News: Cinematic Exercises 4 Film-inspired Writers

2012-09-30 12:54:PM ago by nicole.boyce

With CIFF in full swing, I got to thinking about books and movies. Although film and literature occasionally seem at odds (Bonfire of the Vanities, anyone?), cringe-inducing adaptations are just one piece of the puzzle. Books and movies are two sides of the same coin: each uses plot and characters to express a theme and provoke a response in its audience. Each form works creatively to capture an idea through art. And most importantly, each has tried its hand at The Notebook. 

If you’re a movie-buff as well as a book-lover, here are some tips for using film in your writing:
For the academic writer
Take a cue from high school English classes and write a paper comparing a book to its film adaptation. I know, ‘Essays for fun? Who am I – Rory Gilmore?’ but this is a great way to get your critical gears spinning. If you need some guidance, check out Arne Engelstad’s paper on reading film adaptations as educational texts.
For the DIY writer
Make a film version of your own work. Sounds corny, but this process could help you fill in gaps in your story while removing inessential material. There’s no need to get fancy – a five minute webcam version will do. Just think of it as sweding your own work. If you’re feeling extra ambitious, you can even play the lead.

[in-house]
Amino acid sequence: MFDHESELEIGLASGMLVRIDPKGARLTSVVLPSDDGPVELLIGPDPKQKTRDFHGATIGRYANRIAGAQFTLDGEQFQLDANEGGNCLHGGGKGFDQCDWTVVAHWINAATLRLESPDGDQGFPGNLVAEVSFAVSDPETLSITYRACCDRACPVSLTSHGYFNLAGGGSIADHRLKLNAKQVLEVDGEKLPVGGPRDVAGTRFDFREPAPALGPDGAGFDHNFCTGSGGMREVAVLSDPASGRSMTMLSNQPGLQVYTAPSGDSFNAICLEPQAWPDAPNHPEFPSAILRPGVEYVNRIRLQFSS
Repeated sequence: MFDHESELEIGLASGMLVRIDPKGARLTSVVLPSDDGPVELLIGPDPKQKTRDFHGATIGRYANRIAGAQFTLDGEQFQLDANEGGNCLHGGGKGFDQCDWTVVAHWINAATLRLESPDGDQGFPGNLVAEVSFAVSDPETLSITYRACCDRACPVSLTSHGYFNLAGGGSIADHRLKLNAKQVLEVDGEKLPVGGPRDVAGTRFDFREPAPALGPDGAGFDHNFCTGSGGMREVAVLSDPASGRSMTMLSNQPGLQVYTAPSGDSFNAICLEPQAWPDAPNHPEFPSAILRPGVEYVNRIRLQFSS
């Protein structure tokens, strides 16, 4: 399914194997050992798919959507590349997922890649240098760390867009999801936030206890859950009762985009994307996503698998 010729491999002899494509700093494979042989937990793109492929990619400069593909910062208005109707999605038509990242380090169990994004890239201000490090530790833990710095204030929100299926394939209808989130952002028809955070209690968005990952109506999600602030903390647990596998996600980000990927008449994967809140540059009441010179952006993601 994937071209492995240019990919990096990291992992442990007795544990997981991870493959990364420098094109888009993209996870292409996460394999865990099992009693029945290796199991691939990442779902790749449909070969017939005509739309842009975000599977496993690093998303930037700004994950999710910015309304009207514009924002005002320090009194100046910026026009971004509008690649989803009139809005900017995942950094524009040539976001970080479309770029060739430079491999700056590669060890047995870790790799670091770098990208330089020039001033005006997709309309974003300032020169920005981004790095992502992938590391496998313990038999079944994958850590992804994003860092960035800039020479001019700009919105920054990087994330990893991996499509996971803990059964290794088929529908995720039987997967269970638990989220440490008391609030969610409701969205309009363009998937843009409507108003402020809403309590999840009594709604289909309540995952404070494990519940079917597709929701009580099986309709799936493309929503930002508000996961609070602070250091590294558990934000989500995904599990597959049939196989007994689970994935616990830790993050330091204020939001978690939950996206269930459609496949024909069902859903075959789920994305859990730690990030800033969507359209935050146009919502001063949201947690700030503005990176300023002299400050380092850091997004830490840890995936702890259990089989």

For the contemplative writer
If you’re not ready to call ‘action,’ there are other ways to view your work through a cinematic lens. The Millions has an interesting piece on visual grammar in storytelling. Try asking yourself: is my work more about long shots or close-ups? Should I zoom in? Zoom out? Incorporate an oblique shot?
For the muse-seeking writer
Write a piece based on a favourite film. Interacting with other art forms is a great way to stimulate creativity (How many people went home and waxed poetic about light bulbs after Nuit Blanche?). For inspiration, check out this list of books based on films.
For the versatile writer 
Write a screenplay! Screenplays are the rich centre of the film/writing Venn diagram. Try one out to expand your creative horizons and beef up your dialogue-writing skills.

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